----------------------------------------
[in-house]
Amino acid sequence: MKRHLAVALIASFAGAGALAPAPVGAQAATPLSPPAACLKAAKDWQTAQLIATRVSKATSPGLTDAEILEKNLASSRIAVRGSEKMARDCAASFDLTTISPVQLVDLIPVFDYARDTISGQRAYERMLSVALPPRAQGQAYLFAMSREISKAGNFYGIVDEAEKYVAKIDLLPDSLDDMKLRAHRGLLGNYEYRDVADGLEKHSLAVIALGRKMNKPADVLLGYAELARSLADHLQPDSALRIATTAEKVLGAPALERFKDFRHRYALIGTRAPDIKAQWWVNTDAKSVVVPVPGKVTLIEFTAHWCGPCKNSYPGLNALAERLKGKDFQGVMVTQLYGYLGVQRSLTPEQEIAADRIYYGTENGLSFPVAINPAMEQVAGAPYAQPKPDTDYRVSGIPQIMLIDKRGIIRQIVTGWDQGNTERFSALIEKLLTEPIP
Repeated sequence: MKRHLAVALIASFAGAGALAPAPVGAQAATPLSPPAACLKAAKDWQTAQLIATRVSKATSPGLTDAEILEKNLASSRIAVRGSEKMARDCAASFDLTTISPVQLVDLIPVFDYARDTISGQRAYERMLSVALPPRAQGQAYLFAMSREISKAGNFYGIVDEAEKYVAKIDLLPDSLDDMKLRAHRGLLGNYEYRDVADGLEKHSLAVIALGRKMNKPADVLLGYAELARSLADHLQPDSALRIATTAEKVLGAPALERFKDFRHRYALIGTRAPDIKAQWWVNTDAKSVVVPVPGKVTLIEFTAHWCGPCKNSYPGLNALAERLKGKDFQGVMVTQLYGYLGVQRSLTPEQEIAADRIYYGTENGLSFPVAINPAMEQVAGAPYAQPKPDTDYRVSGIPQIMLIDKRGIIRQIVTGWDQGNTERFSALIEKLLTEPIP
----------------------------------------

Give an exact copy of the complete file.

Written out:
[in-house]
Amino acid sequence: MKRHLAVALIASFAGAGALAPAPVGAQAATPLSPPAACLKAAKDWQTAQLIATRVSKATSPGLTDAEILEKNLASSRIAVRGSEKMARDCAASFDLTTISPVQLVDLIPVFDYARDTISGQRAYERMLSVALPPRAQGQAYLFAMSREISKAGNFYGIVDEAEKYVAKIDLLPDSLDDMKLRAHRGLLGNYEYRDVADGLEKHSLAVIALGRKMNKPADVLLGYAELARSLADHLQPDSALRIATTAEKVLGAPALERFKDFRHRYALIGTRAPDIKAQWWVNTDAKSVVVPVPGKVTLIEFTAHWCGPCKNSYPGLNALAERLKGKDFQGVMVTQLYGYLGVQRSLTPEQEIAADRIYYGTENGLSFPVAINPAMEQVAGAPYAQPKPDTDYRVSGIPQIMLIDKRGIIRQIVTGWDQGNTERFSALIEKLLTEPIP
Repeated sequence: MKRHLAVALIASFAGAGALAPAPVGAQAATPLSPPAACLKAAKDWQTAQLIATRVSKATSPGLTDAEILEKNLASSRIAVRGSEKMARDCAASFDLTTISPVQLVDLIPVFDYARDTISGQRAYERMLSVALPPRAQGQAYLFAMSREISKAGNFYGIVDEAEKYVAKIDLLPDSLDDMKLRAHRGLLGNYEYRDVADGLEKHSLAVIALGRKMNKPADVLLGYAELARSLADHLQPDSALRIATTAEKVLGAPALERFKDFRHRYALIGTRAPDIKAQWWVNTDAKSVVVPVPGKVTLIEFTAHWCGPCKNSYPGLNALAERLKGKDFQGVMVTQLYGYLGVQRSLTPEQEIAADRIYYGTENGLSFPVAINPAMEQVAGAPYAQPKPDTDYRVSGIPQIMLIDKRGIIRQIVTGWDQGNTERFSALIEKLLTEPIP